Amid news of Justice David Souter's pending retirement and predictions that the Supreme Court stands poised to strike down Section 5 of the Voting Rights Act, Professor Heather Gerken is lauding Souter's understandings of race and politics.
"Souter is perhaps the least politically connected person on the Court, and his home state of New Hampshire is a racially homogenous area that hasn't had much of a record either way with the Voting Rights Act," writes Gerken, a frequent ACS contributor. "Despite his lack of experience, Souter has carved out a position on the Voting Rights Act that is both more nuanced and more pragmatic than his brethren's."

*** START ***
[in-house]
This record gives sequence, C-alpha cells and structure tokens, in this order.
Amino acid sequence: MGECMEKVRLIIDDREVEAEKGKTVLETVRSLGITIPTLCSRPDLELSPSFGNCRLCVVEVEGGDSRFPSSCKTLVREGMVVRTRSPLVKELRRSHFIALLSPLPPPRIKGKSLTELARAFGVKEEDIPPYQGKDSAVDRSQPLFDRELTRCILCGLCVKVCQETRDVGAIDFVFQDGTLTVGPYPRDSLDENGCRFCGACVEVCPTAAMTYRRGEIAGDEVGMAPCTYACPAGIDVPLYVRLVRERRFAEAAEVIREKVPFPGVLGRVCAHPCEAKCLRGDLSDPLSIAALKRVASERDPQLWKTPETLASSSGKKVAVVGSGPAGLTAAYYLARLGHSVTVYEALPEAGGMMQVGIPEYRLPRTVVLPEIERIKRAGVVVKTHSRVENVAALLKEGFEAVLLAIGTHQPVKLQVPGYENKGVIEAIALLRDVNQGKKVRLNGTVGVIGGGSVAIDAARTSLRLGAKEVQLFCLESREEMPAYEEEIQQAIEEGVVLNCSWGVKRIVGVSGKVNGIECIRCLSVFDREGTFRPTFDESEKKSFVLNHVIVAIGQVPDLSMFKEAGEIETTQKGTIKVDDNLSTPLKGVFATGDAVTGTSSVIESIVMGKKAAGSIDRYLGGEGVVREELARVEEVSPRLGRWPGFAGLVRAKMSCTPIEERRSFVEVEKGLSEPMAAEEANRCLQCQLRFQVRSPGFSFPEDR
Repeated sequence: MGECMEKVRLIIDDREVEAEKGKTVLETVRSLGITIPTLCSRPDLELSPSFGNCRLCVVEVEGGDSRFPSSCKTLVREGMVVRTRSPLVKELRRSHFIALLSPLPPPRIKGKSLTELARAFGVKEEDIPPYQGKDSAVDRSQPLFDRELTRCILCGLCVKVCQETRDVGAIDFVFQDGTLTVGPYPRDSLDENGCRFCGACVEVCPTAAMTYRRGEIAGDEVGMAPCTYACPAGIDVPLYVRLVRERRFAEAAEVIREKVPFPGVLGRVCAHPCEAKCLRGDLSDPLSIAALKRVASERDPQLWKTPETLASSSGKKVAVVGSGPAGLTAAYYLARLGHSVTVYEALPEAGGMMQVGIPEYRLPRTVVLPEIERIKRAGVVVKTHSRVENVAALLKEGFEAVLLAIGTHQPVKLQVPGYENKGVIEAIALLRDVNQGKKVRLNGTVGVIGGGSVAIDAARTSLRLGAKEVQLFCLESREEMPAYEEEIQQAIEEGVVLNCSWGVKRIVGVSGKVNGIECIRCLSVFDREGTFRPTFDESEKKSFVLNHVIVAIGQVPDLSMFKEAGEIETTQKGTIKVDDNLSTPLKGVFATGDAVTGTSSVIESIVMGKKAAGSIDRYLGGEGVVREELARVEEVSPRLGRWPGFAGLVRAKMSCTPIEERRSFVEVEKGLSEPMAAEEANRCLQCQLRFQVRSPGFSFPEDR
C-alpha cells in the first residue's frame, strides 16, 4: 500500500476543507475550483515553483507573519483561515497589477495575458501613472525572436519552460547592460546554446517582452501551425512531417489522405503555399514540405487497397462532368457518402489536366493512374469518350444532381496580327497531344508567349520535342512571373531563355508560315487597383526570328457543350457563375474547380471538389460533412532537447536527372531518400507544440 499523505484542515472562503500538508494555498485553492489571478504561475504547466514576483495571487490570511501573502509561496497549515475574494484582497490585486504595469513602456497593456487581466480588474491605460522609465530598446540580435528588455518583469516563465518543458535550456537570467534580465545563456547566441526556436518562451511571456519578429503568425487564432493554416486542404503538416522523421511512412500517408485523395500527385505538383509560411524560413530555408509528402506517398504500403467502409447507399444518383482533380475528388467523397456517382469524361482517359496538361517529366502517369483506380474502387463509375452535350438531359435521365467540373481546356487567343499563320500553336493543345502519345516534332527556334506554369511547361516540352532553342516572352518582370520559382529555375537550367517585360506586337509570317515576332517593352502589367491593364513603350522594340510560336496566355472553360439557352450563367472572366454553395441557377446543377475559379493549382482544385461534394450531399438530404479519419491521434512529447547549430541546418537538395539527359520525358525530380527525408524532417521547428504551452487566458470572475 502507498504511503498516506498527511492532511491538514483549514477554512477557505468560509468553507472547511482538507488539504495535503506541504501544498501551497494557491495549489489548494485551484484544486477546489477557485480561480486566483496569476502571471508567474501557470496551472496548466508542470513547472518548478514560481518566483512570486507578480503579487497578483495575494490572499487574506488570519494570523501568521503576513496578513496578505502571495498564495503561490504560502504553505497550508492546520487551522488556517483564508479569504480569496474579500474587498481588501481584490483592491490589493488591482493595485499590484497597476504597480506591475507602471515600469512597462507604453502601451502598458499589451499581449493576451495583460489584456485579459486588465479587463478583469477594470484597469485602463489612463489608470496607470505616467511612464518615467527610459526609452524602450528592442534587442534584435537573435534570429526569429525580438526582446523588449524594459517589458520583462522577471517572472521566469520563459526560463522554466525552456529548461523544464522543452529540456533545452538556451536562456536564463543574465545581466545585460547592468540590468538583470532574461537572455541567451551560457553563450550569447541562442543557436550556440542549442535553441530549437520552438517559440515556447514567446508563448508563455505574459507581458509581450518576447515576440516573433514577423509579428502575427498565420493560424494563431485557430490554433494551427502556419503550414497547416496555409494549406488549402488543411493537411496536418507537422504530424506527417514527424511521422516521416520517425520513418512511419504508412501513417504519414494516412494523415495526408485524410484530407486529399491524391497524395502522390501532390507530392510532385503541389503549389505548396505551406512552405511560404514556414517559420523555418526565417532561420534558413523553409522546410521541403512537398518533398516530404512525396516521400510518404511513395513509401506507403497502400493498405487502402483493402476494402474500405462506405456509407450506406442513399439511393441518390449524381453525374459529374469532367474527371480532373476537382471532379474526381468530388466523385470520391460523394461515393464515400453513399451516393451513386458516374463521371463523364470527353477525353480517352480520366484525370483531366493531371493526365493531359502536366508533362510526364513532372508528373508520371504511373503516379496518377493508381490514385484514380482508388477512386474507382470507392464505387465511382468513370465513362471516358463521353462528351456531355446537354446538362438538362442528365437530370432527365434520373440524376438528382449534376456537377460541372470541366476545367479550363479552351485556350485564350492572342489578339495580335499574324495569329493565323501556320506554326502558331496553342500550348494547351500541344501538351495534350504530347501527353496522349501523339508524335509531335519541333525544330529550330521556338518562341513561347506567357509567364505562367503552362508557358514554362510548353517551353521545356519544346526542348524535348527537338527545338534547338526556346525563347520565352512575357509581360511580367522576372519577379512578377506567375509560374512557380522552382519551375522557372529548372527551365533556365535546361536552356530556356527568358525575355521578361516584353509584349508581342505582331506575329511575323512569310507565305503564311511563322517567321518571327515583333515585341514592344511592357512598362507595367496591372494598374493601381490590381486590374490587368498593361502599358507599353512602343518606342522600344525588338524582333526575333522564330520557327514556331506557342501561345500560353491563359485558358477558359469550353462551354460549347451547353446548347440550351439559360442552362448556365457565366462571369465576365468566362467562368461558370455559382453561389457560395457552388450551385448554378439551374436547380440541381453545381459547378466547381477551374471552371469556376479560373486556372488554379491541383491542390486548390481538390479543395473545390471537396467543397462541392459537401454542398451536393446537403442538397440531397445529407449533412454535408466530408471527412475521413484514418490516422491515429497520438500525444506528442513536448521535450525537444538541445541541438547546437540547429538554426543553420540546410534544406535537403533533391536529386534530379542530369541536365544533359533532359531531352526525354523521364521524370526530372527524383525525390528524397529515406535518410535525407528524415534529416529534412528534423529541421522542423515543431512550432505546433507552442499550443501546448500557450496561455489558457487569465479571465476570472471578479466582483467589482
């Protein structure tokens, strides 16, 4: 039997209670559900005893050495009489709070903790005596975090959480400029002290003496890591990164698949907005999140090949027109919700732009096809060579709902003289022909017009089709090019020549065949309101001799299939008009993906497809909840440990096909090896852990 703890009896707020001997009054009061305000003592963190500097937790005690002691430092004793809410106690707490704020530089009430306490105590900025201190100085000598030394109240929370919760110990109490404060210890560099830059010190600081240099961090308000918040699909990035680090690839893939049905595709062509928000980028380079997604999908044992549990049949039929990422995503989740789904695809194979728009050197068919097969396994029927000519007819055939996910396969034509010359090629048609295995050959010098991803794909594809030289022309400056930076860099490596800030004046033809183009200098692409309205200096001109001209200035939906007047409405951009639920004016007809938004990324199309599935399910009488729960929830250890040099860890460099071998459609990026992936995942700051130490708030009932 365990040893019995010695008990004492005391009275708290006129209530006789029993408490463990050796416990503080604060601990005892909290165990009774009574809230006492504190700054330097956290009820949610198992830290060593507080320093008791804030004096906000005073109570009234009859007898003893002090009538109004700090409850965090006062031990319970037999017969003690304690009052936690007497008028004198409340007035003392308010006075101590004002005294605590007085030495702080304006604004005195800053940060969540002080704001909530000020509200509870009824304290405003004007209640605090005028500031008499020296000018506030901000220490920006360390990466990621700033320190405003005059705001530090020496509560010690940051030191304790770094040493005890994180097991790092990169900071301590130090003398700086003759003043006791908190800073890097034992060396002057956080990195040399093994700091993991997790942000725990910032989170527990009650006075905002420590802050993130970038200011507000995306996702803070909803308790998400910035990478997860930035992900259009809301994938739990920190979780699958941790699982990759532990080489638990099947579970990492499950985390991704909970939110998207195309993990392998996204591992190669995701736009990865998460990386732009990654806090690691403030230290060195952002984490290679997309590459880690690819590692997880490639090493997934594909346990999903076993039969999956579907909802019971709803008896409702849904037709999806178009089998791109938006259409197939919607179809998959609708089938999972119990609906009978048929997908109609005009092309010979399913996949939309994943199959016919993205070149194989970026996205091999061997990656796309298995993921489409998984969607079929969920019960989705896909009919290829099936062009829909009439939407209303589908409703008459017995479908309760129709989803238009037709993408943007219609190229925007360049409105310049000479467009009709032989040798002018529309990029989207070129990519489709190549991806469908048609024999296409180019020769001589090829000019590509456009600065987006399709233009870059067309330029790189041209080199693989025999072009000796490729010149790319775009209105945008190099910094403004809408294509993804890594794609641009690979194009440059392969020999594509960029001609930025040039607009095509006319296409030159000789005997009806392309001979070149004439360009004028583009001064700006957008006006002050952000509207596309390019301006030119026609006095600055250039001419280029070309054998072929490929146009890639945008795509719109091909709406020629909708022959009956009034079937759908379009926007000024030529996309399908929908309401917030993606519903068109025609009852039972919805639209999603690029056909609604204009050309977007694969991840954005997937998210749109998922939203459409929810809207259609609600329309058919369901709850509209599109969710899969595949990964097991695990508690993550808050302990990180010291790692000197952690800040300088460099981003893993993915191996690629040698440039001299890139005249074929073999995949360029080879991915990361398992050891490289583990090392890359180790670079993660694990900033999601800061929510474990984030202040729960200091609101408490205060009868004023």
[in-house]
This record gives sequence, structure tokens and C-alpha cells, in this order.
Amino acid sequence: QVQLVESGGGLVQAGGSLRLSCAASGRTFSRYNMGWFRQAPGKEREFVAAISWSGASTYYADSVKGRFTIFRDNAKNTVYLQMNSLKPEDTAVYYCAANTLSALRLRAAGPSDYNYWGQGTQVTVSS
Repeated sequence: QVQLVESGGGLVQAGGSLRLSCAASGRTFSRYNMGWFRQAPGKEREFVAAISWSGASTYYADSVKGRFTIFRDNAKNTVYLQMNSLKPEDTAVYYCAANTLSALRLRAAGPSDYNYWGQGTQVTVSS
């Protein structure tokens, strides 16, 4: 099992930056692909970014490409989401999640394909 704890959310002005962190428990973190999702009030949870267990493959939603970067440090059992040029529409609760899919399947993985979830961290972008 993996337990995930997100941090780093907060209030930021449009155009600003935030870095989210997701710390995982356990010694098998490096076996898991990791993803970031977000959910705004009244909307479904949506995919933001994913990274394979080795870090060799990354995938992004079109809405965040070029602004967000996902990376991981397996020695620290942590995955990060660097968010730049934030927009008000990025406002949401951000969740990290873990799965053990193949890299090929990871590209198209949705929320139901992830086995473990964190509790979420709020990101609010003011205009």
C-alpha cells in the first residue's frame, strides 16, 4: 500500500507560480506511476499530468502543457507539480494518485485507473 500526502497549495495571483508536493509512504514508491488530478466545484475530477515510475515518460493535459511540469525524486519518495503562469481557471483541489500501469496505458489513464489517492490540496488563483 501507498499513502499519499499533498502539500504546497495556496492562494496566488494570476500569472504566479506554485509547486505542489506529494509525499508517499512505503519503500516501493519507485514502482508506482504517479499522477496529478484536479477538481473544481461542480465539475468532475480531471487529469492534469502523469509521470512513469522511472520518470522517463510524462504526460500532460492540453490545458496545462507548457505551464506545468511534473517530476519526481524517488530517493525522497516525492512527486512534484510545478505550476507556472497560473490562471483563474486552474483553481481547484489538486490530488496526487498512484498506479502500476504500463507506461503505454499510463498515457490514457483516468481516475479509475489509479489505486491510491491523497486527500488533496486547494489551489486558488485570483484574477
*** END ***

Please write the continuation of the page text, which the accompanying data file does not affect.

It is odd for the conservatives to demand that the state be color-blind when voters are decidedly not. In a world of racial bloc voting, race-blind districting is simply a recipe for disempowering racial minorities. But the dominant story of race told by the liberals on the Court - one that treats racial minorities as "objects of judicial solicitude, rather than as efficacious political actors in their own right," in the words of Stanford law professor Pamela Karlan - similarly misses something important. It misses the idea that putting representatives of the minority community into positions of power gives racial minorities the power to protect themselves, so that eventually they no longer need be wards of the Court.